Modi visit: U.S. academics sound cautionThe curious me continued reading the text that followed:
Prime Minister Narendra Modi’s visit to the Silicon Valley next month to woo its movers and shakers to provide heft to his Digitial India initiative, has met with its first roadblock with several leading academics in American universities advising IT firms to exercise caution when engaging with the Indian Government.
So, of course, I read the statement. It begins with:
As faculty who engage South Asia in our research and teaching, we write to express our concern s about the uncritical fanfare being generated over Prime Minister Narendra Modi’s visit to Silicon Valley to promote “Digital India” on September 27, 2015.
It never ever ceases to surprise me when I read about academics issuing calls and signing off on statements like this. "Oh, listen to me because I am an academic" always amuses me. When will academics ever figure out that issuing statements from the comforts of their chairs won't do a damn thing other than the awesome boosts that they feel to their already self-inflated egos!
I am no fan of Modi. I routinely critique him, his past, his affiliations with the Hindu nationalist groups, his fascination for the Chinese economic model, his security alliance with Israel, ... the list is endless. But, even if I were not at a podunk university but at one of the research universities where the signatories are from (we podunks don't matter to those folks,) I ain't signing no political petition that asserts that we have to be listened to because we faculty know it best. Intellectual arrogance! And, worse, these are faculty here in the United States--not even based in India--and I wonder how many of them are Indian citizens!
It is not that I don't sign petitions. I do. But those are petitions that are not merely from academics and are, instead, open to anybody from any walk of life. It does not matter if I am an academic or a ditch-digger or a filthy rich capitalist; those petitions are from "we, the people." I run far, far away from "we, the academics." Remember this one, for instance?
It is not that I am an apolitical faculty either. I will be the first to admit that I am highly subversive. But, I am a subversive who uses his class and his professional responsibilities with care. I have blogged enough about that and shall spare you all those posts but will quote, once again, one of my favorites:
SOME ASSUME that the only way academics can engage the politics of the day is by coming out of their ivory tower and protesting in front of the White House. But in conveying knowledge, the academy has a far more important and subversive way of dealing with political issues. Knowledge provides us with a way to perceive the world. Imaginative knowledge provides us with a way to see ourselves in the world, to relate to the world, and thereby, to act in the world. The way we perceive ourselves is reflected in the way we interact, the way we take our positions, and the way we interpret politics.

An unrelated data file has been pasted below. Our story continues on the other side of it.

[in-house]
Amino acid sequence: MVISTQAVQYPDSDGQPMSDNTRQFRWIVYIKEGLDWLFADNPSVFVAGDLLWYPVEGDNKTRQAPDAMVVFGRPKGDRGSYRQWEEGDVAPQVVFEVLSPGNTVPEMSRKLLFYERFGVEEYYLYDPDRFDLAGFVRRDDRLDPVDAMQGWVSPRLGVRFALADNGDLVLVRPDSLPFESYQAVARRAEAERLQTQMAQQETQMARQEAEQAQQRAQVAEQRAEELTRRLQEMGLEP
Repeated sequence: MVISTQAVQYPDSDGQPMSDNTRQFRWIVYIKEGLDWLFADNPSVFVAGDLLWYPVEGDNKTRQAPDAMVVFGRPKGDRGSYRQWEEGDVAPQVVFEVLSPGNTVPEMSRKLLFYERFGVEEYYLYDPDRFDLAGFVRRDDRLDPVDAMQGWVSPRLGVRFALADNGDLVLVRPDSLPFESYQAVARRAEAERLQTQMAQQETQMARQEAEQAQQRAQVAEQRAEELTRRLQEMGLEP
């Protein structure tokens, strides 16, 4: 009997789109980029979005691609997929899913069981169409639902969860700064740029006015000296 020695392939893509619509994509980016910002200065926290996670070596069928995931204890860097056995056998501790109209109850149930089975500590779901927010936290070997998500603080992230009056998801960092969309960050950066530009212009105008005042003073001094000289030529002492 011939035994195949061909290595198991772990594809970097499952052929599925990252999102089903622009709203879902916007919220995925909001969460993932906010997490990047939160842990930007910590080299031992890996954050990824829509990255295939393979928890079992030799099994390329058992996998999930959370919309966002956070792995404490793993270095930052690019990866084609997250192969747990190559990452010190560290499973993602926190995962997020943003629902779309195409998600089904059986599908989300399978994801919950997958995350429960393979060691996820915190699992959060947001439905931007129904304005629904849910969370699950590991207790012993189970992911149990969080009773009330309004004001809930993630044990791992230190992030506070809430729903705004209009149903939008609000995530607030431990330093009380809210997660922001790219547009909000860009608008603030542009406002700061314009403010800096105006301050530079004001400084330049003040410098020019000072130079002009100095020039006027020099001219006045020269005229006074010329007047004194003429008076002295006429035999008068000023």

Curiosity, the desire to know what one does not know, is essential to genuine knowledge. Especially in terms of literature, it is a sensual longing to know through experiencing others—not only the others in the world, but also the others within oneself. That is why, in almost every talk I give, I repeat what Vladimir Nabokov used to tell his students: curiosity is insubordination in its purest form. If we manage to teach our students to be curious—not to take up our political positions, but just to be curious—we will have managed to do a great deal.
I scanned through the list of the eminent signatories. It includes Wendy Doniger, whose book on Hinduism resulted in quite a bit of controversy in the old country, about which I blogged a few times. I recognized two names from my graduate school days.
I am reminded, yet again, of the caustic, sarcastic, and polemical essay that Robert Nozick authored on the strange behavior of the "intellectuals." He wrote there:
The school system imparts and rewards only some skills relevant to later success (it is, after all, a specialized institution) so its reward system will differ from that of the wider society. This guarantees that some, in moving to the wider society, will experience downward social mobility and its attendant consequences. Earlier I said that intellectuals want the society to be the schools writ large. Now we see that the resentment due to a frustrated sense of entitlement stems from the fact that the schools (as a specialized first extra-familial social system) are not the society writ small.
If only "we, the faculty" realized that society is not "schools writ large." Oh well, it is but one letter of a difference between faculty and faulty! ;)